The cover illustration of this book says it all: the Tasmanian tiger, or thylacine, moving off the cover of the book into the unknown darkness, perhaps paralleling the animal’s real disappearance.

Christina Booth’s book One Careless Night, is a poetic and beautifully illustrated account about the Tasmanian tiger. The story is aimed at eight- to nine-year-olds but the book is also a vehicle for children to educate their parents about the species’ extinction.

The thylacine has fascinated Christina since she was a child and she researched the story of the last tiger or thylacine, thought to have been a female named Benjamin. Whatever its name and gender, the last thylacine was resident of Hobart’s Beaumaris Zoo. Christina says that we still don’t know all the facts surrounding the last thylacine, but her account attempts to explain it in a lyrical way.

The book opens with the tiger and her young cub living and enjoying the freedom of their untouched forest home.

‘There are forest here
Where no one has trod and creatures run fee in
Endless rain and deep blue bush
The smell of earth and pine
Comfort them’

And in stark comparison when their peaceful world is upturned by hunters:

‘The trap has been laid
Caught, carried away sold for a bond
Locked away in a forest
of concrete and steel’

When her mother succumbs the last tiger is left alone:

‘Only she remains alone missing the scent of ferns and pine
In the cold on one careless night
she is gone’.

The careless night of the title refers to the night the last thylacine died. Possibly she perished in the cold night by escaping through an open door, but sadly the carelessness occurred much earlier when the hunters killed the animals for their pelts.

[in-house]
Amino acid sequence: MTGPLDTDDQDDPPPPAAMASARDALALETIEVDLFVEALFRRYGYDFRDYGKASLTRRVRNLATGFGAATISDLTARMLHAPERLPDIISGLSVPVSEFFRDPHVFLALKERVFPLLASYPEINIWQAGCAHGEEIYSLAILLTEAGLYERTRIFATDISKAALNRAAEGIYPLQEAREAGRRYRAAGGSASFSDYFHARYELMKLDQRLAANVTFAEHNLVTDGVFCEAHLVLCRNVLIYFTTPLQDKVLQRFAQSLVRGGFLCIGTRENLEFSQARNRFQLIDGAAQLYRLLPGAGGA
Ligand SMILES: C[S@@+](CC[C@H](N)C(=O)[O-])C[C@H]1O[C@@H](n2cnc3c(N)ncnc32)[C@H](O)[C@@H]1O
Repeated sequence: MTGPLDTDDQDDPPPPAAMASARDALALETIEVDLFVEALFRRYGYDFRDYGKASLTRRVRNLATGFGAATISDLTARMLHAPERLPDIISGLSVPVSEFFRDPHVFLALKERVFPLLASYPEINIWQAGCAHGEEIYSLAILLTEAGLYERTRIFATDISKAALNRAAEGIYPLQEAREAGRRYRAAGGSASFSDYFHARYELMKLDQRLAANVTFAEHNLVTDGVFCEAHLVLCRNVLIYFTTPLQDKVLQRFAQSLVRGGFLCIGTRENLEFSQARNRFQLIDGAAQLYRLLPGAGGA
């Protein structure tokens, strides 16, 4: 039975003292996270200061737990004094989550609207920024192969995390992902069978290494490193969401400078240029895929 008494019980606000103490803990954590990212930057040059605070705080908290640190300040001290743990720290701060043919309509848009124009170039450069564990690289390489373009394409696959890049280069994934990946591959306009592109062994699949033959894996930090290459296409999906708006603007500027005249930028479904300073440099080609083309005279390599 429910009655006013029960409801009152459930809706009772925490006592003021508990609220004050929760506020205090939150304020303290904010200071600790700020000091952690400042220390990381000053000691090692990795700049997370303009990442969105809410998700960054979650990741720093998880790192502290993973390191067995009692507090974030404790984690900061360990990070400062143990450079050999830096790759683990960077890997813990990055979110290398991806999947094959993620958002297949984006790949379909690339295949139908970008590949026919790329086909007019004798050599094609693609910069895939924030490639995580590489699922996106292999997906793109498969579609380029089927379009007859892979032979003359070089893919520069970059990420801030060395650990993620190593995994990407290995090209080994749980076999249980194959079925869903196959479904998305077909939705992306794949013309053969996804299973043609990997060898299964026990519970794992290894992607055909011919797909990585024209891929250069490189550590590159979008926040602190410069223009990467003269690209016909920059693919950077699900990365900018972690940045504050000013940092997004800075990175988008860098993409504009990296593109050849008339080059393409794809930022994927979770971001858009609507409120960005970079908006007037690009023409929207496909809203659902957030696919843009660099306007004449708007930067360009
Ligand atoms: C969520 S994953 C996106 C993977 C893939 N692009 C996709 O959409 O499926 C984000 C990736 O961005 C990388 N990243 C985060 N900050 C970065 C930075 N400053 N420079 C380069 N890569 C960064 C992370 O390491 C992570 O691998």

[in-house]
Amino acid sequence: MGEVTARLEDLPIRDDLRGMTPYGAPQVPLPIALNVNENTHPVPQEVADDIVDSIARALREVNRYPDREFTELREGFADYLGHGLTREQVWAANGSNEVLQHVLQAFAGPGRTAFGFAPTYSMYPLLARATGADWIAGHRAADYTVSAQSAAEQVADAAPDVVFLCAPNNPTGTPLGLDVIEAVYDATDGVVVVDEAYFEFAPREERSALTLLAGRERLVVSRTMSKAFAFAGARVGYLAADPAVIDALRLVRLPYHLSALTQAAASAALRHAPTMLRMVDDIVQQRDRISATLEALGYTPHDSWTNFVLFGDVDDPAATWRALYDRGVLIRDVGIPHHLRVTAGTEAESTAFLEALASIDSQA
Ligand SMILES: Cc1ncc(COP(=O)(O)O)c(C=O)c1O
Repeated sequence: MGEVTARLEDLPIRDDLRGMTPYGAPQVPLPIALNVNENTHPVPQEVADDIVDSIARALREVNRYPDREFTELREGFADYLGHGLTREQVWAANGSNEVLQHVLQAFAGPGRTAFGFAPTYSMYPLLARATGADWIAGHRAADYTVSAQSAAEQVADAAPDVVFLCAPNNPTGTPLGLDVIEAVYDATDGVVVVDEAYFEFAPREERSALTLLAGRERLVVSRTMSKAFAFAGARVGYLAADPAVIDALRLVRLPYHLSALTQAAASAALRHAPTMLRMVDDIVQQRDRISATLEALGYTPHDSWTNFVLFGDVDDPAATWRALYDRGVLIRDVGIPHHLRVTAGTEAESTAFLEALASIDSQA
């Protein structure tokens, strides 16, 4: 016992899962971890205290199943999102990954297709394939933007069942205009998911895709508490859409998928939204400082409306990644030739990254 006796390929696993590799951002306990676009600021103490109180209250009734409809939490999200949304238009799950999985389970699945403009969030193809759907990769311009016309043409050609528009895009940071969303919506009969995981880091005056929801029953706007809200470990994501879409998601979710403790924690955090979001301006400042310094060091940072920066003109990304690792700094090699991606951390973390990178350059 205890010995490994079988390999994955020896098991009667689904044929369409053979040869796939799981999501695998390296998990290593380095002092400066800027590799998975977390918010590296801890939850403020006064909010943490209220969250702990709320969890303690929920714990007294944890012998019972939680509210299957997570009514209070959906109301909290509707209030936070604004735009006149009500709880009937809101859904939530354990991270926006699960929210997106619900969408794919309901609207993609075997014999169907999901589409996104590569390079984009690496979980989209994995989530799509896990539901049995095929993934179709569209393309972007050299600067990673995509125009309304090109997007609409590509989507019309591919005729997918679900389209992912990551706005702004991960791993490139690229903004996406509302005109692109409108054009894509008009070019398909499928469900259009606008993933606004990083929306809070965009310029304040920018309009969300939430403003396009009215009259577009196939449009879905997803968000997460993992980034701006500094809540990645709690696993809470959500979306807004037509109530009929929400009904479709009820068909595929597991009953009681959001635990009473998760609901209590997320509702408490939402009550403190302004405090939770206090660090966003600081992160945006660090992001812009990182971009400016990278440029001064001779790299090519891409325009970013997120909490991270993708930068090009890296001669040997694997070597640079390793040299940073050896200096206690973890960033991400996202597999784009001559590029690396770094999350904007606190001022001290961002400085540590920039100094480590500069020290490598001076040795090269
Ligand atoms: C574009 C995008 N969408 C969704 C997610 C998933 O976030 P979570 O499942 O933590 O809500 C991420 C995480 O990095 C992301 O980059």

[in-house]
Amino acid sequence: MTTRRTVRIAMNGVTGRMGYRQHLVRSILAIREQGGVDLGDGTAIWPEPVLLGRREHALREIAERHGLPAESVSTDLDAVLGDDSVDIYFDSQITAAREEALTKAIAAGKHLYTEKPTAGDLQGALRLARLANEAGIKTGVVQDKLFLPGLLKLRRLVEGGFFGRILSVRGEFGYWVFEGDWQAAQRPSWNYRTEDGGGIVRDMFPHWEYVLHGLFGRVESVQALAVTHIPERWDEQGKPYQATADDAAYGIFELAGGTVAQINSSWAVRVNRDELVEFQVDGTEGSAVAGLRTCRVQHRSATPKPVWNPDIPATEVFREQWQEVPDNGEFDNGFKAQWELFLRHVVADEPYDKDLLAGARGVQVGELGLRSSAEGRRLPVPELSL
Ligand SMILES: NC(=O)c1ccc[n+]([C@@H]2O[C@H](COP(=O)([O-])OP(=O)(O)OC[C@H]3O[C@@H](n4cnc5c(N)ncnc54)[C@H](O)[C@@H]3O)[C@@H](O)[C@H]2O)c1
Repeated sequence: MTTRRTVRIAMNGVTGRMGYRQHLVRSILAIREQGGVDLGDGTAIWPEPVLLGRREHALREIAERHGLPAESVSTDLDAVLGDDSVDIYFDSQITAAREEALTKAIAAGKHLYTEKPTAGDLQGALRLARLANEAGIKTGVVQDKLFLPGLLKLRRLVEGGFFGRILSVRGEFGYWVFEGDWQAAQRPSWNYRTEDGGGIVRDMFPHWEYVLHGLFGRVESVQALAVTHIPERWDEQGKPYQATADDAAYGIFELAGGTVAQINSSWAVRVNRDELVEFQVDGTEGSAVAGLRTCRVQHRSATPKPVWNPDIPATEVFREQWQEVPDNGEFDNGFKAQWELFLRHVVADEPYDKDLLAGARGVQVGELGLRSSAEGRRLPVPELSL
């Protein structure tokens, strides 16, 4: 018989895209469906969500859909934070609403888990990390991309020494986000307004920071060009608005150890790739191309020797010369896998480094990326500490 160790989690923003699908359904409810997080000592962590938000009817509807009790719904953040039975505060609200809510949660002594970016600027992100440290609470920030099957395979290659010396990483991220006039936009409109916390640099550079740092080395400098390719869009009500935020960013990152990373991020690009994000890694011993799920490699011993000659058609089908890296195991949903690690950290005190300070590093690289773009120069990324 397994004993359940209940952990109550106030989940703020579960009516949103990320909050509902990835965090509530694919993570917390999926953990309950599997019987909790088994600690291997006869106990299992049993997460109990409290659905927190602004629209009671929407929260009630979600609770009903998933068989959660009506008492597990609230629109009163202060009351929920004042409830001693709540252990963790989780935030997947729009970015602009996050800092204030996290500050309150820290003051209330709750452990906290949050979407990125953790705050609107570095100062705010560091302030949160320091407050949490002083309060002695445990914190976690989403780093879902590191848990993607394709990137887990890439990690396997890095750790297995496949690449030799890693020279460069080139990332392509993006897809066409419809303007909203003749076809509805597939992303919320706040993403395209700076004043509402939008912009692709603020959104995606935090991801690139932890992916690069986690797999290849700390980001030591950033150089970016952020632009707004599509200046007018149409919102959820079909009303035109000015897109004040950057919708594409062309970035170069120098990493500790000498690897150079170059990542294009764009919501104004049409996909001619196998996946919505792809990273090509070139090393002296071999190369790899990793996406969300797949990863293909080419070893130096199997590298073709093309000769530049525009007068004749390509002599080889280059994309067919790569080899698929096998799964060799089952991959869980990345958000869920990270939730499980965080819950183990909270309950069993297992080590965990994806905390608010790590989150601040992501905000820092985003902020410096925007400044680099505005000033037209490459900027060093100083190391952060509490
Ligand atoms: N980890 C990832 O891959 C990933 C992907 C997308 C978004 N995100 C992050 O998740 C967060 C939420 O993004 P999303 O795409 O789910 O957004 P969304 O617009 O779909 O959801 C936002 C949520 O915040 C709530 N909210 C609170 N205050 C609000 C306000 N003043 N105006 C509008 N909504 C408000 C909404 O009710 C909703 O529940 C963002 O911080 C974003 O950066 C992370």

The day the last thylacine died was 7 September 1936. This date is now Threatened Species Day, when we remember the loss of the last Tasmanian tiger and pledge to ensure no other species suffers the same fate..

One Careless Night (Walker Books) is out now.

The Ultimate Animal Counting Book

Tasmanian author Jennifer Cossins says her new book is a wonderful way for children to learn facts, and ‘a fantastic, adult coffee table book’, although having a dictionary close by may be useful. Did you know for instance that dolphins are orcas? And are you familiar with gerenuks and caracals?

The nature of ‘The Ultimate Animal Counting Book’ allows children to absorb facts easily while being entertained, and the illustrations are incredible. Jennifer ‘triple checked’ the facts and says she created the book to bridge a gap in the market between simplified animal ‘abc’ books, and more complex academic tomes.

Jennifer began sharing her animal art on greeting cards which she sold at Salamanca Market. These proved so popular she compiled them into a book. She studies real life pictures of animals and their movement to create her illustrations, and then puts her own stamp and characterisation to her animal creations.

Information about animals is reinforced by the illustrations. For example, when comparing the Asian and African elephant the difference is explained in the image that shows the African elephant has longer ears.

The Ultimate Animal Counting Book (Hachette) is out now.